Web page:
Issue No. 03 - July-Sept. (2009 vol. 31)
DOI Bookmark: http://doi.ieeecomputersociety.org/10.1109/MAHC.2009.35
Today we have high-resolution videogames connected to our television sets, but let us reflect on a pioneering system in this field from 30 years ago. As an Intel applications engineer in 1976, my job (Mazor) was to find new customer applications for microcomputers and to translate customer needs to chip designers like Peter Salmon, who used our technology to solve customer problems. Analog integrated circuits (ICs) were prominently used in the entertainment products, but digital circuits were just making their debut—particularly with digital readouts for time, station, and counters. I visited manufacturers of videogames, gambling machines, pinball machines, and consumer electronics to find new microcomputer applications. Although microcomputers are versatile, they were not fast enough to deliver a video stream in real time. Hence, additional circuitry was needed between a microcomputer and a TV monitor. Arcade videogames and gaming machines used a large amount of video screen buffer memory and ICs, along with microcomputers and ROM resident game-control programs.
Unlike arcade videogames that are produced in the thousands, consumer products are sold in the millions. Accordingly, several special factors strongly differentiate consumer products. First, because these products are mostly bought at Christmas, retail stores make their choices and place orders at the June Consumer Electronic Show (CES) and stock them in September. At CES, retailers are particularly concerned with whether a demonstration is a "real" product that will be available in volume that year. Second, home videogames need Federal Communications Commission (FCC) approval to insure they do not radiate energy, which in addition to normal design and manufacturing issues, causes an unpredictable delay. Missing any of these deadlines would delay a consumer product's release an entire year. Third, consumer products are extremely cost sensitive and there is a sweet spot—usually in the $100 to $150 retail price range—that severely impacts design choices.
Magnavox contracted with Intel for a custom videogame "stunt" chip (8244) 1,2 in 1977. As the Intel liaison, my job was to work with the Magnavox designers and project managers to stay within all these restrictions and produce the IC chip for less than $20 each.
Magnavox Odyssey game console
Magnavox enjoyed considerable success with its Odyssey analog home TV Pong game (1973), but they wanted to build a more versatile and programmable console. Based on the proliferation of arcade games by Midway, Bally, and Atari, Magnavox launched the Odyssey2 project ( http://odyssey2.classicgaming.gamespy.com/articles/timeline/index.php) to build a home game console featuring ROM game cartridges because the company realized that more money could be made from selling cartridges than from the console itself. This home game console connected to the antenna input on a TV set and used a custom Intel videogame chip, controlled by a microcomputer, that ran a game program from a removable ROM cartridge (see Figure 1). This system had both keyboard and joy stick inputs to allow truly interactive games. Magnavox developed approximately 30 different ROM game cartridges, mostly designed by a contractor. Many of these games were first popularized by arcade videogames (quarter eaters).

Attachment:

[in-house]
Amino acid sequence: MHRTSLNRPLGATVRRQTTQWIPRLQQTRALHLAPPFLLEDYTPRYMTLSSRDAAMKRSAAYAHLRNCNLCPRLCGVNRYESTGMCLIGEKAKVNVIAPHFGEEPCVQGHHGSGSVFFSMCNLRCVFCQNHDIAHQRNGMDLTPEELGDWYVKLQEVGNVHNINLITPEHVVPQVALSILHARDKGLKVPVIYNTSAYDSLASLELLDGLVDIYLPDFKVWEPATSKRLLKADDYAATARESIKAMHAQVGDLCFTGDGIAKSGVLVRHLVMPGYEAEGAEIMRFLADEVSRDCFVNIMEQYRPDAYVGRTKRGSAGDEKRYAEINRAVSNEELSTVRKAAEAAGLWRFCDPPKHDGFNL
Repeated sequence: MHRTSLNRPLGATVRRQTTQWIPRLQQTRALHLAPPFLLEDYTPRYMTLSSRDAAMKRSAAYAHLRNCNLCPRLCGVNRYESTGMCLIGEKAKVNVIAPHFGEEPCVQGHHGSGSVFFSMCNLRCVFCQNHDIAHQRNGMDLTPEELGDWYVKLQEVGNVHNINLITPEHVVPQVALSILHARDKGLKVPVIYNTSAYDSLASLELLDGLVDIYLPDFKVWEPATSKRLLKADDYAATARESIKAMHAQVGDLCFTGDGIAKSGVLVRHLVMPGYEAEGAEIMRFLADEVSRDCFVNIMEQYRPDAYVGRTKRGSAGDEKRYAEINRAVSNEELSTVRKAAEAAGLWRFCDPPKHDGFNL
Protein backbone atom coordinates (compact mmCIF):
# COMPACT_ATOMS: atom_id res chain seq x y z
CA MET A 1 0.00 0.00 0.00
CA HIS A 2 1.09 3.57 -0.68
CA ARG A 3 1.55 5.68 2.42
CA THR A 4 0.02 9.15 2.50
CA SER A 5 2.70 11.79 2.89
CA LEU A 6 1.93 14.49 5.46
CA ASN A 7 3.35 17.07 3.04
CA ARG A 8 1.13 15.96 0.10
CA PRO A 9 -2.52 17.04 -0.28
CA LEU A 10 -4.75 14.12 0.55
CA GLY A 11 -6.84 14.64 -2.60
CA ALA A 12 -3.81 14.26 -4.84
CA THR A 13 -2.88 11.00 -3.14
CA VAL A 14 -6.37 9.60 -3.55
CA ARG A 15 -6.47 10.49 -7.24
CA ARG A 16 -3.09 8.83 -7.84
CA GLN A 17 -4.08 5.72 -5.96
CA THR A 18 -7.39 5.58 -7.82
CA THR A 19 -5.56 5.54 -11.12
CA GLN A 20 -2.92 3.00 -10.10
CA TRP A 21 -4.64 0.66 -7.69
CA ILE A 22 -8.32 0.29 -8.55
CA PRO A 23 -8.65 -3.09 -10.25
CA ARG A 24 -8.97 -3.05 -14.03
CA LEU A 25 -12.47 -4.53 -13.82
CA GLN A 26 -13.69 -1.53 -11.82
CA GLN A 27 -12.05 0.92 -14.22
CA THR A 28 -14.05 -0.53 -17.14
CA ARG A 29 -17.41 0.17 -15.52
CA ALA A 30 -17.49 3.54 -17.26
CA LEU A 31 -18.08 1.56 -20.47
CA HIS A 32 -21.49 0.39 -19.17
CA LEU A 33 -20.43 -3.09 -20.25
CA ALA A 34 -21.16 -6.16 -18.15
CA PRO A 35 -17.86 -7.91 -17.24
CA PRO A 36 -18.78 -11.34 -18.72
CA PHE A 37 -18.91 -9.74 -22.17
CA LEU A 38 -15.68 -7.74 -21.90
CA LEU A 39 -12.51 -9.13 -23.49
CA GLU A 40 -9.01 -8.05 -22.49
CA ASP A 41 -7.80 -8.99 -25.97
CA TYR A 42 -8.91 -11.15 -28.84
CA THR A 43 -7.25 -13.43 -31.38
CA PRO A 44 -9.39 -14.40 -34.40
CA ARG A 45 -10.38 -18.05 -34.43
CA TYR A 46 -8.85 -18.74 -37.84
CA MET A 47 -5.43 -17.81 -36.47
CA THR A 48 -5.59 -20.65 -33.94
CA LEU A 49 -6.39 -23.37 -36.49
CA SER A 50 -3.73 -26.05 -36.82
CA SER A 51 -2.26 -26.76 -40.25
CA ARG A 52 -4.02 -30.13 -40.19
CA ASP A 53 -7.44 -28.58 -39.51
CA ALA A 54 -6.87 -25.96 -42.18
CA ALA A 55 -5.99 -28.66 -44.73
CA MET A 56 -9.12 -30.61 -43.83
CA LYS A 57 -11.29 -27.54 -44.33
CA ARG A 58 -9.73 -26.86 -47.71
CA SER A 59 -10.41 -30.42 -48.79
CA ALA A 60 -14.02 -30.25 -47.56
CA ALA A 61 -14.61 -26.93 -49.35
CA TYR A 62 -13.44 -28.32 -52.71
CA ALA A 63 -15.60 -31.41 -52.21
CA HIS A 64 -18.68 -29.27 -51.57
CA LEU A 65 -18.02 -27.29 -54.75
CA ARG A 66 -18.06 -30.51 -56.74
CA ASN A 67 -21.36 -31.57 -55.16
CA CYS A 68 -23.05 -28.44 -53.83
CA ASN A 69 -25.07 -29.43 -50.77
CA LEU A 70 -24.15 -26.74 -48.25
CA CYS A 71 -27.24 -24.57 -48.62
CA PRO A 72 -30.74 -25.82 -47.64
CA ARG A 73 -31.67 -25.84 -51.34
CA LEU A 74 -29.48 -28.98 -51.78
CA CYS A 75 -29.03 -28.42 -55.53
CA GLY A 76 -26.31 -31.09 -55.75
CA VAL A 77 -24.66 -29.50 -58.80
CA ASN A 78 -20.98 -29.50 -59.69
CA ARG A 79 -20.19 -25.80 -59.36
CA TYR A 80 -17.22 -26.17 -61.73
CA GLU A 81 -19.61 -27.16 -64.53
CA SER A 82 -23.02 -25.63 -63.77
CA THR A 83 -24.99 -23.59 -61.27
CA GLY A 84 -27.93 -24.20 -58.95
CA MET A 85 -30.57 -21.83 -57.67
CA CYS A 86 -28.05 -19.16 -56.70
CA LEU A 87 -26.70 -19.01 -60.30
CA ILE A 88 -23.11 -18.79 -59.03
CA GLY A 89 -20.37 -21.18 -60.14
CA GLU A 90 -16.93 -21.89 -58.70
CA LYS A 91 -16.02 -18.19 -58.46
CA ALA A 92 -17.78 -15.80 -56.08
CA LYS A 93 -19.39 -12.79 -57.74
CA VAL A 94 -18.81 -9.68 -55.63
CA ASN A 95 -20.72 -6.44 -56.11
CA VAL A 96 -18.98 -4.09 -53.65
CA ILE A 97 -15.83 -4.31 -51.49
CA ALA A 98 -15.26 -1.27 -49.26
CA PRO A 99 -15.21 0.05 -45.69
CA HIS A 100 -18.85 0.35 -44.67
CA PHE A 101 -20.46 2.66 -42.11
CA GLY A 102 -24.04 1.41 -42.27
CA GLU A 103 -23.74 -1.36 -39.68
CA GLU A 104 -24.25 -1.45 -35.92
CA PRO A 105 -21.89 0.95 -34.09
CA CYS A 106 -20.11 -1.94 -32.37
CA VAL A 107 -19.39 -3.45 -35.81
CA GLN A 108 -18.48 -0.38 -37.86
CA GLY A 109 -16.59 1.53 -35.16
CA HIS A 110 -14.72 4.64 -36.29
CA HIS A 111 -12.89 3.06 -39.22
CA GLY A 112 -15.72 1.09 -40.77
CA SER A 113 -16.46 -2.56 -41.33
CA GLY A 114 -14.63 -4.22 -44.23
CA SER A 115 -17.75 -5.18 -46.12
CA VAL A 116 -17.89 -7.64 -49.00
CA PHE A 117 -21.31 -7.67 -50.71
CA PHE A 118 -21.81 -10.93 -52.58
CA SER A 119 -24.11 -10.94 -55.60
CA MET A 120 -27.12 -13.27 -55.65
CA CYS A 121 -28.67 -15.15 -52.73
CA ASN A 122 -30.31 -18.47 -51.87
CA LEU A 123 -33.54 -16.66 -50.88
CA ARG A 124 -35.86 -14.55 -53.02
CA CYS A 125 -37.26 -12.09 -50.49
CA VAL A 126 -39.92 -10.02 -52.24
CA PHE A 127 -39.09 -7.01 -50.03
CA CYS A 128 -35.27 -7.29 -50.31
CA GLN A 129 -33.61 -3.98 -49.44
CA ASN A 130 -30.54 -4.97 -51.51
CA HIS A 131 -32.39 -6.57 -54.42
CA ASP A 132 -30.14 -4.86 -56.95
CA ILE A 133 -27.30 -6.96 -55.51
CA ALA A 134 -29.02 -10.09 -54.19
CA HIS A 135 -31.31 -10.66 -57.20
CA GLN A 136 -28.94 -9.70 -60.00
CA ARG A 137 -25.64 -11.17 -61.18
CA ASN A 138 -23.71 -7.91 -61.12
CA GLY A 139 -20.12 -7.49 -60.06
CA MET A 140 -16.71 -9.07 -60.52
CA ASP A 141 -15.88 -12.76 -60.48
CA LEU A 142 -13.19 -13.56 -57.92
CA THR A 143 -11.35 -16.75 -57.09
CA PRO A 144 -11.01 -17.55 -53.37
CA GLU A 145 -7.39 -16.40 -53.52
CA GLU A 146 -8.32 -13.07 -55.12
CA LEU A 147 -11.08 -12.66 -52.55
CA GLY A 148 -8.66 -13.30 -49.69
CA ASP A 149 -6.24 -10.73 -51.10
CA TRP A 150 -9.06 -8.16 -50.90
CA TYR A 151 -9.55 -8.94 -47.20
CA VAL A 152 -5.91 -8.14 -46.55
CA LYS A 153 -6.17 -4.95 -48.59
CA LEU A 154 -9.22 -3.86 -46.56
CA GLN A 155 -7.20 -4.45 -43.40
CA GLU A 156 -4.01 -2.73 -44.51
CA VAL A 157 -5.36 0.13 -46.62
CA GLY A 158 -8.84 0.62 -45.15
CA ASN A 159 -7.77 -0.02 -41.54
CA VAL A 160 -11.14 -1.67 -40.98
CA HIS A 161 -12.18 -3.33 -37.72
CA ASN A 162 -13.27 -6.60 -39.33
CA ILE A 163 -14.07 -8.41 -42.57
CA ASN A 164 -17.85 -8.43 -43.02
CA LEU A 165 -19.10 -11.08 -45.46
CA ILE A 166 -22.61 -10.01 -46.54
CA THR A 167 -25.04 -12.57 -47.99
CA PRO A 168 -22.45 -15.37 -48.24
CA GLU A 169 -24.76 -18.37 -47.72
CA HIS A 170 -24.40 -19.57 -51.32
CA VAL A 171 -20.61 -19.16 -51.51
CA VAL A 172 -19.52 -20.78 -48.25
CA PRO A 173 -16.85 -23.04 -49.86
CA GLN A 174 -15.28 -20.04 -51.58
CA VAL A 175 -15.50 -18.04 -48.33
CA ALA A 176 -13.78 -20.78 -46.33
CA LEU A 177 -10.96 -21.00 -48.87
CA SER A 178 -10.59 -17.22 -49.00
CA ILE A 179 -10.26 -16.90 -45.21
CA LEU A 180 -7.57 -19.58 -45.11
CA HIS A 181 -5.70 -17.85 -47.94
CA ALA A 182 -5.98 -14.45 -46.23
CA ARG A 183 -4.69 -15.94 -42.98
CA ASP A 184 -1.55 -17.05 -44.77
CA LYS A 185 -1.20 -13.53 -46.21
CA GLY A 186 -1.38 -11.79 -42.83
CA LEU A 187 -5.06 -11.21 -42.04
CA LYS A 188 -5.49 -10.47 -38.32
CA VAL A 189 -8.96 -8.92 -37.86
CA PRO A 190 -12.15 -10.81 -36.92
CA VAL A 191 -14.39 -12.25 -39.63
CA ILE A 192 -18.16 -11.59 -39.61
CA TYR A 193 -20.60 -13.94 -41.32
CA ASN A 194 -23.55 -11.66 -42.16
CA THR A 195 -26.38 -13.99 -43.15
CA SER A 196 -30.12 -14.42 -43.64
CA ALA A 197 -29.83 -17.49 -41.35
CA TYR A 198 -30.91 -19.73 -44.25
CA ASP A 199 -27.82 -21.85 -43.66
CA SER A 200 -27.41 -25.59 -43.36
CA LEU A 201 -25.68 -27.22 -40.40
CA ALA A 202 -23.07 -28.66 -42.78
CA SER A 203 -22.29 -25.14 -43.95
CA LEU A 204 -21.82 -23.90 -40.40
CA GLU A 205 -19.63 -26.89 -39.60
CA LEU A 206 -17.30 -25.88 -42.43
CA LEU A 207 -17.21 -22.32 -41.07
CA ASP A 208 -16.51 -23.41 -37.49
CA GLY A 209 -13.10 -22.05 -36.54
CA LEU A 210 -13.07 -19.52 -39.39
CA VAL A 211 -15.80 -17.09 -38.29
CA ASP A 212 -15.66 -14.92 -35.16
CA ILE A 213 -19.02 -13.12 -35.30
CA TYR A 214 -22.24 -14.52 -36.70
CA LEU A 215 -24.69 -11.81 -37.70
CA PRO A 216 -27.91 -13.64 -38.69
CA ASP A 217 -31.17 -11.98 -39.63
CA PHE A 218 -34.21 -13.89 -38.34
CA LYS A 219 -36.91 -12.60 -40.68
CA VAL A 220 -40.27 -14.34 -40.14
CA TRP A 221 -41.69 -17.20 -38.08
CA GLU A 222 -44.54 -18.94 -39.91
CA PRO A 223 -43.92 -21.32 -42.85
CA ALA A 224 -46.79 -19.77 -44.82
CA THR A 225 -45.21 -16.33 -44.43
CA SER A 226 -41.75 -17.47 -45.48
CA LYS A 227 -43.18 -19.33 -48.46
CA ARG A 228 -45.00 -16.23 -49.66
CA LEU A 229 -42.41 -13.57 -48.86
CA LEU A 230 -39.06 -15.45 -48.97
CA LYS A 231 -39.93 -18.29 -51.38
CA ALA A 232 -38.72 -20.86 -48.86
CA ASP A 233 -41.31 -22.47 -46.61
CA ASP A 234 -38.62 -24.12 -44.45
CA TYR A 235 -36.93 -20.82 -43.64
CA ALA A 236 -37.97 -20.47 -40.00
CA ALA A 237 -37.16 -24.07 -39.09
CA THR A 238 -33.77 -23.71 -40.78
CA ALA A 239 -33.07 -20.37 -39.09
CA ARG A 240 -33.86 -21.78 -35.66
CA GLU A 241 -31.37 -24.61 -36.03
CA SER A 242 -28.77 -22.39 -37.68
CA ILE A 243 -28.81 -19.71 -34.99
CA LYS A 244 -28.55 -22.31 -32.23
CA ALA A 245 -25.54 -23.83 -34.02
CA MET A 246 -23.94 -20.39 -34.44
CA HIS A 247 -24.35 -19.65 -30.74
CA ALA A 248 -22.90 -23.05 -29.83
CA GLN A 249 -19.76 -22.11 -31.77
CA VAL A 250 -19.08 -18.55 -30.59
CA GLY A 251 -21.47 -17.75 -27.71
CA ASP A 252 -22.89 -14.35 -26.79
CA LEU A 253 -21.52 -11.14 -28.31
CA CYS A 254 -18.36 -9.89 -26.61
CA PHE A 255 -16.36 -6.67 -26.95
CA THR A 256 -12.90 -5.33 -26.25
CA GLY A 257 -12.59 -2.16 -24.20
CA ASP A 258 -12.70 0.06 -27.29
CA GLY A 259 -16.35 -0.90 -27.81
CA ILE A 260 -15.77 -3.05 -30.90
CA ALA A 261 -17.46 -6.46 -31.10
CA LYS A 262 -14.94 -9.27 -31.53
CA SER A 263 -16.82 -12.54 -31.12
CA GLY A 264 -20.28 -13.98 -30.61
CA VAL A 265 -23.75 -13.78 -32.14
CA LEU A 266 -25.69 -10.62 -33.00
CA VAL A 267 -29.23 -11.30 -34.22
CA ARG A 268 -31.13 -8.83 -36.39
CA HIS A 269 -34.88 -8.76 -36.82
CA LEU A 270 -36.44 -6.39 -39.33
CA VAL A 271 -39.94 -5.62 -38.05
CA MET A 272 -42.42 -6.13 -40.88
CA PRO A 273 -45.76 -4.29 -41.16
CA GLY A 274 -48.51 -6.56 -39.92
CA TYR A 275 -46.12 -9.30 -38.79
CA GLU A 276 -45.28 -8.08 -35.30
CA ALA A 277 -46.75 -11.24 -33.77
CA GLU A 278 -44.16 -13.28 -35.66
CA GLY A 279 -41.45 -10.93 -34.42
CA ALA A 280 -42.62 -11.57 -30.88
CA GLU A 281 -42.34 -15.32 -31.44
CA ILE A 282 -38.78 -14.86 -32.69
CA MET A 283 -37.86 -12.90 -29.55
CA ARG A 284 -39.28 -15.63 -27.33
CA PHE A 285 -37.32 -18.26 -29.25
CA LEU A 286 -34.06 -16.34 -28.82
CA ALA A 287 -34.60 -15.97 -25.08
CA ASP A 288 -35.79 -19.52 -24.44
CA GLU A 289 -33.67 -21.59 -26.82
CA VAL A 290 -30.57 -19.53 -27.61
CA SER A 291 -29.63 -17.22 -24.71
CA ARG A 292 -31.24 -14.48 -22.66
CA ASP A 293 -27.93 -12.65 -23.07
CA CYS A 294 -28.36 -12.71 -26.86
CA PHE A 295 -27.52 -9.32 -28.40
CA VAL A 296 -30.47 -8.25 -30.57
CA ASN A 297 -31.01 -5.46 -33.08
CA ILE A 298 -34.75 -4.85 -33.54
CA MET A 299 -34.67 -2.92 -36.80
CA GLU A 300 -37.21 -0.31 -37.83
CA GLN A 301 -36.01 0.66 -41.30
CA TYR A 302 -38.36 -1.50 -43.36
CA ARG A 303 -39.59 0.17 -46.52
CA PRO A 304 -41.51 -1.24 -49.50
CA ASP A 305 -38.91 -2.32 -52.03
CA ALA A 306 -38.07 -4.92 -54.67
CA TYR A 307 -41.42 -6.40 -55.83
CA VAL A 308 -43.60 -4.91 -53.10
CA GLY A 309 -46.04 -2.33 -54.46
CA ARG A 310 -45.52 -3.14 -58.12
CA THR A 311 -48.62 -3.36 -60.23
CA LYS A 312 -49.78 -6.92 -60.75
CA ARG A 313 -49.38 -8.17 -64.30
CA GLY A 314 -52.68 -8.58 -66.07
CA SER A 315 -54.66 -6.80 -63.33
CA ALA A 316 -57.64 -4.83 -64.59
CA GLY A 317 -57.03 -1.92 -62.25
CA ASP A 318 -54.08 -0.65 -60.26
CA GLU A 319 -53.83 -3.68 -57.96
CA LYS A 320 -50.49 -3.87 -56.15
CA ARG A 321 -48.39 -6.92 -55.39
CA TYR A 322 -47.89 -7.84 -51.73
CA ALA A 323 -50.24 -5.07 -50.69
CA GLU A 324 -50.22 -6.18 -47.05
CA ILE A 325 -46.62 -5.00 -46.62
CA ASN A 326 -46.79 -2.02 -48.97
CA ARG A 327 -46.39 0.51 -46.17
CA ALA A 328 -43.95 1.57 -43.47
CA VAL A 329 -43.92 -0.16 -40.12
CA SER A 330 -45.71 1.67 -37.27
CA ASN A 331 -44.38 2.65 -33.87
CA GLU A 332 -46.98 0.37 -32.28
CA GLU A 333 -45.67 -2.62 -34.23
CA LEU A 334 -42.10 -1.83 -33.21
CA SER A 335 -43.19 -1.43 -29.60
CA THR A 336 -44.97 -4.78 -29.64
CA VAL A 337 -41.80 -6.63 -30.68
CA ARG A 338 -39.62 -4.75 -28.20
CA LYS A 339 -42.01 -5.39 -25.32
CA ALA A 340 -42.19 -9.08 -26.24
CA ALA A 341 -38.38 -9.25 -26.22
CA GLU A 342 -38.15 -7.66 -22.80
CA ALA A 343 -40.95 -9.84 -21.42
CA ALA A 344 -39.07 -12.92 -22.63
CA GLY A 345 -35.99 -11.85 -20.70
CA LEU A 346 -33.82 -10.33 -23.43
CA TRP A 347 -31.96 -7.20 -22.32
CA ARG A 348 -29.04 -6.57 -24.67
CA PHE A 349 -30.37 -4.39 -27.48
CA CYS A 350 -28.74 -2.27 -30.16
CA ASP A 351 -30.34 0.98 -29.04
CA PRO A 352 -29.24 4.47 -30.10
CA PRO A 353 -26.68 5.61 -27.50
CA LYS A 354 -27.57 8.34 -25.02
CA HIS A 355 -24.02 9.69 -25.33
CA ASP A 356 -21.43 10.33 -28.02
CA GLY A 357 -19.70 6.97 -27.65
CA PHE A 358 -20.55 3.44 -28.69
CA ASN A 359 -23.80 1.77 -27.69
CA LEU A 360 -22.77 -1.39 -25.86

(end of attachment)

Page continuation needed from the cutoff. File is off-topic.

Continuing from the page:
A standard TV screen has more than 300,000 pixels, so approximately 4 million RAM bits are needed to store a colored image, and that's just using 4-bits per color. (TV displays use an additive red, blue, green [RBG] color model.) Most arcade videogames had more colors and used more memory. But in 1976, RAM was expensive and was not practical for low-cost home TV games. Intel and Magnavox overcame this problem by having just four one-inch squares of colored video (a sprite) that could be placed anywhere on the screen. This made it possible to deploy colored objects on the screen with a minimum of RAM at a minimum cost. Additional chip facilities included a character generator for text and numbers. The example screen in Figure 2 shows that the graphics were pretty primitive by modern standards, but this was state-of-the-art in 1980.
Intel 8244 chip
As the Intel liaison to Magnavox on the Intel 8244 chip, I made monthly trips in 1977 to Fort Wayne Indiana to visit Magnavox's project leader Gene Kale. This video IC contained counters synchronized with the TV's raster scan to determine what video information to send to the TV. It had four variable objects (sprites) defined in on-chip RAM plus eight group objects. These grouped outputs provided background, titles, and scores using predefined fixed characters from an on-chip ROM. The chip also had a programmable sound generator enabling various sounds and an interface for joysticks.
The 8244 IC had four sprites; each sprite's 8 × 8 pixel matrix implemented a colored, moveable object in a game as shown in Figure 3. The game's program loaded each 64-bit sprite RAM with a particular game's object. Each of the sprites had its own position register that placed the object on the 2D TV screen in a single color defined in the color register. Dynamic motion occurred during a game when the program changed the sprite's position on the screen, usually during video vertical retrace, which was a dead period inserted to avoid screen jitter.